Mike MacIntyre needs a little time to rebuild the roster, but the future for Colorado looks bright with Liufau at the helm. As a true freshman last season, Liufau finished the year with 1,779 yards and 12 touchdowns and added 43 yards on the ground. Liufau tossed eight picks on 251 attempts but averaged 11.9 yards per completion last season. The Washington native finished 2013 playing at a high level, throwing for 364 yards against California and 241 yards against Utah. Most importantly, Liufau’s touchdown total surpassed his interception rate over the final three games of the year (7 to 3). With Paul Richardson gone, Colorado needs a few receivers to emerge to help Liufau develop. However, MacIntyre and coordinator Brian Lindgren developed David Fales into a likely NFL draft pick at San Jose State, and Liufau should benefit from another offseason from working with both coaches.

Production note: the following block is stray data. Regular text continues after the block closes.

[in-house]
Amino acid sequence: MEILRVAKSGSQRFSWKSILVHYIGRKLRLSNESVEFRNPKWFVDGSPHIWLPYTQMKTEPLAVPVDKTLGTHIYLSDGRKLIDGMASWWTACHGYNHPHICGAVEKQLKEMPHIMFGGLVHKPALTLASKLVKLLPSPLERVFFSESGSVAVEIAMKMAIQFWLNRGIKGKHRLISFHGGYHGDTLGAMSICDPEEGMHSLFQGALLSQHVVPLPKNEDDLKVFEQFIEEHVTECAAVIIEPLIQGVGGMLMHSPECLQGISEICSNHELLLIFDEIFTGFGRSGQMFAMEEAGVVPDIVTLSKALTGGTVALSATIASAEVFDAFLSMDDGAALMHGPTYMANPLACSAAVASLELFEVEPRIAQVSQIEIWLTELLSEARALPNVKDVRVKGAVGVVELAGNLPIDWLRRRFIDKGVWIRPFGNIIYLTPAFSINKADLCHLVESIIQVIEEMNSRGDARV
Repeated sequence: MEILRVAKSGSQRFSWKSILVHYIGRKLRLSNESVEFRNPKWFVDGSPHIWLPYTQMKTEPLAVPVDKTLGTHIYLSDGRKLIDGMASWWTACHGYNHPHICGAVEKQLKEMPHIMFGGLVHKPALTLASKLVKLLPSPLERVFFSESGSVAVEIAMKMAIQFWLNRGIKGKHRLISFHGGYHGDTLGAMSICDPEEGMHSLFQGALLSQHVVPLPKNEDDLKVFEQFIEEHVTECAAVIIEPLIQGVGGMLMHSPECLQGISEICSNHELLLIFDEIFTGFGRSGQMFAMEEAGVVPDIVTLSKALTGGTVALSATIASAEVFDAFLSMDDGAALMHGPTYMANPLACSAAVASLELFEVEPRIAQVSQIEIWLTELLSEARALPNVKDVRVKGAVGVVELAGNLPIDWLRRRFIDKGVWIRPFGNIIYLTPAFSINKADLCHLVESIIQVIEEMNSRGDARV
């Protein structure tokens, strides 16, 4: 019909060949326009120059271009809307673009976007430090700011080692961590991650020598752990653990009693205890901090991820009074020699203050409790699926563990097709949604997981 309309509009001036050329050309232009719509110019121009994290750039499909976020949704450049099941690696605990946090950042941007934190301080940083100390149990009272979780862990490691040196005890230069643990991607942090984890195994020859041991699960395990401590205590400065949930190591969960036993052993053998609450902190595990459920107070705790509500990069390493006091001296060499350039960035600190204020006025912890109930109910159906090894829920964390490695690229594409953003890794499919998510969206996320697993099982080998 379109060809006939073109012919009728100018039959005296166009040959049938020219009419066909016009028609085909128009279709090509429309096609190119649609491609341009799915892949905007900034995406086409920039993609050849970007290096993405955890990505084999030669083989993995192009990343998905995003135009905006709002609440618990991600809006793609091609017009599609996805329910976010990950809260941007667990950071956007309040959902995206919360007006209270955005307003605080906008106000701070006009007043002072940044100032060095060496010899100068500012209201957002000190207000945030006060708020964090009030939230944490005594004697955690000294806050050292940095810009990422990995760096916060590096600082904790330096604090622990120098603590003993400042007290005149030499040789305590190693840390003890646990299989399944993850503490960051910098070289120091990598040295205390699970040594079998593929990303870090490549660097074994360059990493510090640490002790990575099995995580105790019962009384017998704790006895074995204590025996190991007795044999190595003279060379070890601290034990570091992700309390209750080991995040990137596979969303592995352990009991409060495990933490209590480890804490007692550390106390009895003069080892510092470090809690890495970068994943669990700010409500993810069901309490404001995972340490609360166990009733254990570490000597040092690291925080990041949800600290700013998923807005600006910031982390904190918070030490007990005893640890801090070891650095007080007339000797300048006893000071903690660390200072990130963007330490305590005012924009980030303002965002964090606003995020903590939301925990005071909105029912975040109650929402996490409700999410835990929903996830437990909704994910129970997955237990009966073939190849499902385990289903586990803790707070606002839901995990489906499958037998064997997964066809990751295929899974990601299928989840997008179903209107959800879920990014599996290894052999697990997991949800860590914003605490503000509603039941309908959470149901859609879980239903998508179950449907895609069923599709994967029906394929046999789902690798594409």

12. Jesse Scroggins, Arizona (SR)
Arizona finished spring practice with uncertainty at quarterback. Scroggins, Anu Solomon, Jerrard Randall and Texas transfer Connor Brewer appear to be the frontrunners to replace B.J. Denker, but this battle is expected to extend into the fall. Scroggins did not play last season, while Solomon redshirted and Randall spent 2013 in the junior college ranks at Northeast Mississippi Community College. For now, we will pencil Scroggins into the starting role for Arizona, but this could change hands a couple of times in the preseason and even during the year. And although the Wildcats’ quarterbacks rank last in this list, we suspect Rich Rodriguez will turn this into a strength by midseason.